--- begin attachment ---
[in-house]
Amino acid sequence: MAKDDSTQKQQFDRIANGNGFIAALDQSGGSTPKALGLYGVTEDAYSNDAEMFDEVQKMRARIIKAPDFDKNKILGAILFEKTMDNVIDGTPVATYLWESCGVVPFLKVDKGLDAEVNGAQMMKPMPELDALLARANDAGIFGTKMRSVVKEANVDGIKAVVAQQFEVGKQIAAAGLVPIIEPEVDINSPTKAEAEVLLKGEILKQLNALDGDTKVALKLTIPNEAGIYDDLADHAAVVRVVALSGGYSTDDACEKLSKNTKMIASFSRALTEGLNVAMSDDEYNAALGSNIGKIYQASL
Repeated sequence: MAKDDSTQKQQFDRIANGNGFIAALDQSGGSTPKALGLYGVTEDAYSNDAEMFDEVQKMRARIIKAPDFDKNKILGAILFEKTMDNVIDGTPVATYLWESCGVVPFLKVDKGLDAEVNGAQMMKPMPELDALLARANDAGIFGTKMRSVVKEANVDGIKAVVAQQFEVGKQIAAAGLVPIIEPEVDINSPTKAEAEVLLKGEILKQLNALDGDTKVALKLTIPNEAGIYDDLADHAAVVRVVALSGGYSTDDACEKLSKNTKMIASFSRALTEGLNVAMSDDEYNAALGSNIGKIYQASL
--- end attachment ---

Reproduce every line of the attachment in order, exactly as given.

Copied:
[in-house]
Amino acid sequence: MAKDDSTQKQQFDRIANGNGFIAALDQSGGSTPKALGLYGVTEDAYSNDAEMFDEVQKMRARIIKAPDFDKNKILGAILFEKTMDNVIDGTPVATYLWESCGVVPFLKVDKGLDAEVNGAQMMKPMPELDALLARANDAGIFGTKMRSVVKEANVDGIKAVVAQQFEVGKQIAAAGLVPIIEPEVDINSPTKAEAEVLLKGEILKQLNALDGDTKVALKLTIPNEAGIYDDLADHAAVVRVVALSGGYSTDDACEKLSKNTKMIASFSRALTEGLNVAMSDDEYNAALGSNIGKIYQASL
Repeated sequence: MAKDDSTQKQQFDRIANGNGFIAALDQSGGSTPKALGLYGVTEDAYSNDAEMFDEVQKMRARIIKAPDFDKNKILGAILFEKTMDNVIDGTPVATYLWESCGVVPFLKVDKGLDAEVNGAQMMKPMPELDALLARANDAGIFGTKMRSVVKEANVDGIKAVVAQQFEVGKQIAAAGLVPIIEPEVDINSPTKAEAEVLLKGEILKQLNALDGDTKVALKLTIPNEAGIYDDLADHAAVVRVVALSGGYSTDDACEKLSKNTKMIASFSRALTEGLNVAMSDDEYNAALGSNIGKIYQASL